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Can someone recommend a good "Mid Range" hardware?

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#1 gearifysoftware   Members   

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Posted 06 March 2017 - 10:26 AM

So I am at the point where I am optimizing and profiling my game and trying to decide what my minimum requirements should be. I am using OpenGL 4.2.

I want my game to be accessible to the casual gamer, or someone that does not have a souped up, or bleeding edge machine - especially since my engine is not using bleeding edge rendering techniques (it looks more like an Xbox 360 game). I have modest polygon counts and not huge numbers of models.

At the same time, I don't want to optimize for a dinosaur machine. 

Ideally I think I would at least like my game to run at 1080p @ 30hz. I expect I'll be ready to release around a year from now (its not a huge project).

I get that a lot of this is dependent on the details of the game, and some of those details are yet to be pinned down since the game is still in development, but I am thinking that 2010 era, non-gaming laptops are just setting the bar a little too low at this point.

At the moment I am eyeing some gaming desktops on Amazon around the $400 range. A couple years old.

Suggestions and advice are appreciated. Note I am looking for both a desktop tower and a gpu recommendations (complete packages are nice too).

Thanks! 


Edited by gearifysoftware, 06 March 2017 - 12:36 PM.


#2 d0nuts   Members   

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Posted 06 March 2017 - 10:33 PM

I think the stats on http://store.steampowered.com/hwsurvey/ should help get you started on what the average person has.



#3 Anthony Serrano   Members   

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Posted 07 March 2017 - 01:00 AM

For what it's worth, basically any current "mid-range" GPU should have no trouble running a 360-esque game at 1080p 60 fps - even my 5-year-old mid-range GPU (a Radeon 7850) can do that.

 

After all, the previous-gen consoles are over a decade old at this point, and they weren't cutting-edge even when they came out.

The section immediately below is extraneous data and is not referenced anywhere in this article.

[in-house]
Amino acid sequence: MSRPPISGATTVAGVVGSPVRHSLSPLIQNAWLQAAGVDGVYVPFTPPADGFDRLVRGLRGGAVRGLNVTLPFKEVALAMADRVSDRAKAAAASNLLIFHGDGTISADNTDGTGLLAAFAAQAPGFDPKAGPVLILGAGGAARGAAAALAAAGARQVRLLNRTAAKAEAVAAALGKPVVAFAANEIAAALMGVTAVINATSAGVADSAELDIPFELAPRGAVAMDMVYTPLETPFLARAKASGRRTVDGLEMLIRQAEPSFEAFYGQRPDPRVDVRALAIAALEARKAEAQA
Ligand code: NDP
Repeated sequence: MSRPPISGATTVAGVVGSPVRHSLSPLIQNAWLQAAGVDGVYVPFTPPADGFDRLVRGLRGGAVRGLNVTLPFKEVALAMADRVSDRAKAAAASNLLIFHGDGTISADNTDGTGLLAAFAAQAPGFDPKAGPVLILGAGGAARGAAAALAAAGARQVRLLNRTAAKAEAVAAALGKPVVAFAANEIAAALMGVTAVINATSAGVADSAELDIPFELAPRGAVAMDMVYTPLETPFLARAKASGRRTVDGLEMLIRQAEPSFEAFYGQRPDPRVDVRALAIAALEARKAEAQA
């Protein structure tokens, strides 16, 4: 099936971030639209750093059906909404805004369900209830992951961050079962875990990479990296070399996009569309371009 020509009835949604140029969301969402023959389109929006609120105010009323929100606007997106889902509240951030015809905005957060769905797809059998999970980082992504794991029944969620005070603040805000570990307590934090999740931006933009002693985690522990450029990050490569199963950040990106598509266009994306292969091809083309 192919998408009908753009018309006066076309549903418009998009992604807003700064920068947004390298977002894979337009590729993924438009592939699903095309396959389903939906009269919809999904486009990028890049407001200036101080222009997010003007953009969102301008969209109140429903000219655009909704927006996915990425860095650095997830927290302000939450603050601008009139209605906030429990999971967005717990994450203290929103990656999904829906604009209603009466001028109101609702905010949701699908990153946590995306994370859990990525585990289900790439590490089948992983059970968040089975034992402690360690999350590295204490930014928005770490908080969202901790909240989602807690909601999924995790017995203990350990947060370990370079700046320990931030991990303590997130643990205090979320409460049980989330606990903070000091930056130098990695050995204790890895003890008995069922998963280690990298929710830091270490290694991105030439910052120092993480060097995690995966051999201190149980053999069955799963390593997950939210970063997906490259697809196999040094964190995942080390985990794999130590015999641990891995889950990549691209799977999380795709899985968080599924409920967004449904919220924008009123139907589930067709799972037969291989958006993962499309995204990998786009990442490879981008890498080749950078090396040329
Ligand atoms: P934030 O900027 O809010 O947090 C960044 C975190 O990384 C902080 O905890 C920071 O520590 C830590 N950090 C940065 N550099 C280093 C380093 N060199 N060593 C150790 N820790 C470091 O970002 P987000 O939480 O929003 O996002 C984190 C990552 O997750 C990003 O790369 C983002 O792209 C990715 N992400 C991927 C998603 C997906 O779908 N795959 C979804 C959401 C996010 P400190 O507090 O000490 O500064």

#4 TedEH   Members   

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Posted 07 March 2017 - 09:29 AM

IMO a good target might be the integrated Intel 4000 or whatever it is that you end up with when you don't bother with a video card.  Lots of non-enthusiasts, non-gamers, and people who don't know any better are likely to be using this, so that could be a big part of your target audience.  I don't know that they support OpenGL 4 though.  If you're able to back down your OpenGL version to 3-point-something you'll get a lot of support for "casual" hardware back.  I've been intentionally working with OpenGL 3.3 to give me the oldest version of OpenGL that still has the features I want.


Edited by TedEH, 07 March 2017 - 09:29 AM.


#5 Promit   Senior Moderators   

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Posted 07 March 2017 - 11:07 AM

For what it's worth, basically any current "mid-range" GPU should have no trouble running a 360-esque game at 1080p 60 fps - even my 5-year-old mid-range GPU (a Radeon 7850) can do that.
 
After all, the previous-gen consoles are over a decade old at this point, and they weren't cutting-edge even when they came out.

Hypothetically, sure. But all of us who work in limited budgets and environments don't have super tightly optimized graphics code and it's easy to screw these things up.
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#6 Orangeatang   Members   

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Posted 07 March 2017 - 11:36 AM

Logical Increments is a pretty good hardware guide.